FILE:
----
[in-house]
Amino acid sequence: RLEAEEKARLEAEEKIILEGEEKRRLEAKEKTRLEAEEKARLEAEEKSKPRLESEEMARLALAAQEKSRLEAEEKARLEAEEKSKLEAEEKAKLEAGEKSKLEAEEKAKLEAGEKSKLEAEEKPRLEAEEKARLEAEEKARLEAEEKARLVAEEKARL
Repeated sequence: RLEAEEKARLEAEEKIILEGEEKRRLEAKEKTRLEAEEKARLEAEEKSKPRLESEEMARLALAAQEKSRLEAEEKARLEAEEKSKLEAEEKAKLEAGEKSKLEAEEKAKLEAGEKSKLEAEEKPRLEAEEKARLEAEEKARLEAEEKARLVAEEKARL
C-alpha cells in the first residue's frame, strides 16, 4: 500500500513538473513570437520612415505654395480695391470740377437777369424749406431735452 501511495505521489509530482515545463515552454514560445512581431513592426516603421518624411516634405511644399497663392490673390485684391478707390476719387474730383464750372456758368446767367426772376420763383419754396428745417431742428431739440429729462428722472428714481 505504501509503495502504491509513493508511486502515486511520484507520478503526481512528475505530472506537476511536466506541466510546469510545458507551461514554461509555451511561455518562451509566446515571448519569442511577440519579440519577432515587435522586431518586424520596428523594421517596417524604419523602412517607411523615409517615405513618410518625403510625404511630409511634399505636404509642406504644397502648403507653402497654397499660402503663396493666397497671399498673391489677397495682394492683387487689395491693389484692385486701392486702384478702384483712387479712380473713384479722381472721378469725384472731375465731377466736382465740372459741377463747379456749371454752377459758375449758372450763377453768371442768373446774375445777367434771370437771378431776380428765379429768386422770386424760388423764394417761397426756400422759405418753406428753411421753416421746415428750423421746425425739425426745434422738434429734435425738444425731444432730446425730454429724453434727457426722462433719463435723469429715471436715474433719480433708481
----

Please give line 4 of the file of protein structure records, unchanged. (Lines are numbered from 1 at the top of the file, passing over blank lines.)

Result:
C-alpha cells in the first residue's frame, strides 16, 4: 500500500513538473513570437520612415505654395480695391470740377437777369424749406431735452 501511495505521489509530482515545463515552454514560445512581431513592426516603421518624411516634405511644399497663392490673390485684391478707390476719387474730383464750372456758368446767367426772376420763383419754396428745417431742428431739440429729462428722472428714481 505504501509503495502504491509513493508511486502515486511520484507520478503526481512528475505530472506537476511536466506541466510546469510545458507551461514554461509555451511561455518562451509566446515571448519569442511577440519579440519577432515587435522586431518586424520596428523594421517596417524604419523602412517607411523615409517615405513618410518625403510625404511630409511634399505636404509642406504644397502648403507653402497654397499660402503663396493666397497671399498673391489677397495682394492683387487689395491693389484692385486701392486702384478702384483712387479712380473713384479722381472721378469725384472731375465731377466736382465740372459741377463747379456749371454752377459758375449758372450763377453768371442768373446774375445777367434771370437771378431776380428765379429768386422770386424760388423764394417761397426756400422759405418753406428753411421753416421746415428750423421746425425739425426745434422738434429734435425738444425731444432730446425730454429724453434727457426722462433719463435723469429715471436715474433719480433708481